still see a different team,” says Iniesta. “Many things

have changed since then. Naturally the players are

different but there is still an idea, a concept.

“Sometimes there will be good times and sometimes

there will be worse times, like it has always been, but

personally I don’t like comparing too much.”

Iniesta is reluctant to criticise a club he still holds

dear and, once his playing career comes to a close,

the Nou Camp is a place he longs to return to.

“Yes, it is something I wish,” he says. “I would like it to

happen because more than anything it is the club I

spent so many years in.

“You don’t know what will happen in the future, you

don’t know in what way I could return or who will be

the people in charge at a certain moment.

“So there are many factors which make it hard to see

what will really happen, but if you ask me if I would

like to, the answer is yes.”

Whether that is in a coaching capacity remains to be

seen. There are training centres in Japan bearing his

name, the ‘Iniesta’s Methodology’ academies, but the

man himself remains unsure of what path he will

take.

“Sometimes I would like to coach, sometimes I think

my interests go into other directions,” he ponders. “I

know I want to stay in football and when I finish as a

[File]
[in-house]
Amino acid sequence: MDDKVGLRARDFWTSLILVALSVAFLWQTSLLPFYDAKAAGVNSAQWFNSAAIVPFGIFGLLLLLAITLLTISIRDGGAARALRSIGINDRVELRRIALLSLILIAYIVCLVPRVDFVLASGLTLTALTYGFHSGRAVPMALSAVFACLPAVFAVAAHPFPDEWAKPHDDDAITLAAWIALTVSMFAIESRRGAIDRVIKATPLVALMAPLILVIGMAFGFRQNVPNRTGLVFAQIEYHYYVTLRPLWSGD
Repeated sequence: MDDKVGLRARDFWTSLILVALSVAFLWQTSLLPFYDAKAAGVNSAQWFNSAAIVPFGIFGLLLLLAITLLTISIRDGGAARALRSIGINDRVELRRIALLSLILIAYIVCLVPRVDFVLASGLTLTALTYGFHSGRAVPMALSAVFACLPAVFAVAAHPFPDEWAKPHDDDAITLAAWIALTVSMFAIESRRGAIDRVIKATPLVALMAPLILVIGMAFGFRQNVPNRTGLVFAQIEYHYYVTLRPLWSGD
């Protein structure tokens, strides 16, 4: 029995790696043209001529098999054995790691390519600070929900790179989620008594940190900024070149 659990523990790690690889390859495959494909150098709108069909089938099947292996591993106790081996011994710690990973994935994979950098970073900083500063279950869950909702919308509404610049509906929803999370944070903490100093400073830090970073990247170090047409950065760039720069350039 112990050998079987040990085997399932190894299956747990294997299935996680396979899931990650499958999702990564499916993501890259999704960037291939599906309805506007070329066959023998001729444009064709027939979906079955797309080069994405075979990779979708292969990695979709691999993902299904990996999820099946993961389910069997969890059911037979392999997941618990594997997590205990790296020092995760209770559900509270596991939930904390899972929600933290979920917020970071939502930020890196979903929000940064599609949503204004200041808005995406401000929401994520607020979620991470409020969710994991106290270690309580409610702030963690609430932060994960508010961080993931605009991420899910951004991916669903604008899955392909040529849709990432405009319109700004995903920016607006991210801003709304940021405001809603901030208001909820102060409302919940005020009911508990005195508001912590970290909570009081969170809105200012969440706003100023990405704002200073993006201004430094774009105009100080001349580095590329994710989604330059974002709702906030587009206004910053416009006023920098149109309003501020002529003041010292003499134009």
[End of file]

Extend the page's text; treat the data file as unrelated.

professional I would like to get a coaching licence,

but I don’t know if I will use it in the future.

“There’s nothing where I wake up in the morning and

think ‘I want to do this’, so for now I will enjoy playing,

training and will see what happens in the future.”

Andres Iniesta and family after Vissel Kobe won the Emperor's Cup in 2020
Iniesta and family after Vissel Kobe won the Emperor’s Cup in 2020

A two-year deal signed in the summer means he will

reside in Kobe until at least 2023, a city where Iniesta,

his wife Anna and their four children can enjoy a life

away from the limelight.

“It is very hard in your home to find a place you feel

comfortable or enjoy on a daily basis both

professionally and personally,” says Iniesta.

“But I think we have found that place in Kobe.

“It was a difficult decision to leave Barcelona but

from the beginning the way people treated us has

been very, very nice.”

Iniesta is back playing after recovering from a long-

term hamstring injury and is focused on bringing

more success to Vissel Kobe alongside three other

former Barcelona players in defender Thomas

Vermaelen, midfielder Sergi Samper and forward

Bojan.

“From my side, as long as my body can do it I want to

keep competing,” adds Iniesta. “It is important for me

to keep that good condition so I can keep enjoying

football.

“We’ve won the only two titles in the club’s history and

we want to keep trying to make history here this

season.

“We are in a good position and the objective is to

qualify for the Asian Champions League.

In the years I have left, even though it is not easy, I

would like to win some more titles.”